Institute of Archaeology


Archaeology, Data Science, and Heritage in the Middle East: Challenges in a Multi-crisis World

04 May 2023, 6:30 pm–9:00 pm

Combined image with three pictures - people standing in a cave-like location wearing hard-hats with torches, software to record heritage showing a map of Europe, part of Asia and North Africa in various shades of red, another map with sites marked

Professor Mark Altaweel (UCL Institute of Archaeology) will give his Inaugural Lecture at UCL on 4 May.

This event is free.

Event Information

Open to







Prof Andrew Reynolds


Archaeology Lecture Theatre G6
UCL Institute of Archaeology
31-34 Gordon Square
United Kingdom


Heritage and archaeology can be easily seen as low priorities in our modern world so often full of challenges that affect our societies. The modern Middle East faces some incredible threats ranging from social conflict to environmental change. However, we see numerous cases where even in the midst of seemingly impossible circumstances people prioritise their past over material needs. The goal for me, as a Near East archaeologist interested in unlocking the past, has been to make my work relevant to understanding the past but also present its importance to modern difficulties the Middle East faces. Examples of how archaeology and computational science mixed with heritage can help address modern problems are discussed. Perhaps more critically, archaeology and heritage research may need to anticipate what comes next for a troubled region rather than be behind the curve. The presentation will also investigate where research could help future regional obstacles and how modern university programmes on the ancient Near East fit in all of this.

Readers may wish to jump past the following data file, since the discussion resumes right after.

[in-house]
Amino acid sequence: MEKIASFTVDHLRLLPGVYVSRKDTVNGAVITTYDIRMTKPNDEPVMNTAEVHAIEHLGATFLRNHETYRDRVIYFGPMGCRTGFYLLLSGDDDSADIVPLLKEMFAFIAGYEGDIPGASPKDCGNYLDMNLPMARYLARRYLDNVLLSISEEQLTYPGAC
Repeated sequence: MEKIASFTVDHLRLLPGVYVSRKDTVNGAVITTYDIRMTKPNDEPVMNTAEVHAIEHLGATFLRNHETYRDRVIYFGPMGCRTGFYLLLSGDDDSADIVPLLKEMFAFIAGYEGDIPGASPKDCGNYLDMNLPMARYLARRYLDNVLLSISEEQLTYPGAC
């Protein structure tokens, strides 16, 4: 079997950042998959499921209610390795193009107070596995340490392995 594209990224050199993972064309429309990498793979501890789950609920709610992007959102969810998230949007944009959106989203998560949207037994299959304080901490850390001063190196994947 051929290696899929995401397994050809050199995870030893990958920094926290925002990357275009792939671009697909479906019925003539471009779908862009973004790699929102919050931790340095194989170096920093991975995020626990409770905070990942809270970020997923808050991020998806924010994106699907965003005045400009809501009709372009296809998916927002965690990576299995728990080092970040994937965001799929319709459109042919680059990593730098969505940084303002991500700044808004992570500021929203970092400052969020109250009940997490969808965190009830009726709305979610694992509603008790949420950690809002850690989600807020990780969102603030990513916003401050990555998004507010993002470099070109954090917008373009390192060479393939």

Doors will open at 6pm for a 6.30pm start.

About the Speaker

Mark Altaweel

Professor of Near East Archaeology and Archaeological Data Science at UCL Institute of Archaeology

Dark-haired man in dark coloured jumper standing in front of a whiteboard and a table with a colourful cloth on which are a pottery vessel and picture

Throughout his career, Mark Altaweel has focused on understanding the past but also researching the relevance of the past to the present. In doing this, he has applied a variety of computational methods that integrate data from online digital repositories to imagery and print. He also has extensively researched the ancient Near East, where he has focused on studying the past environment, landscape, and social change that has shaped our modern world.

More about Mark Altaweel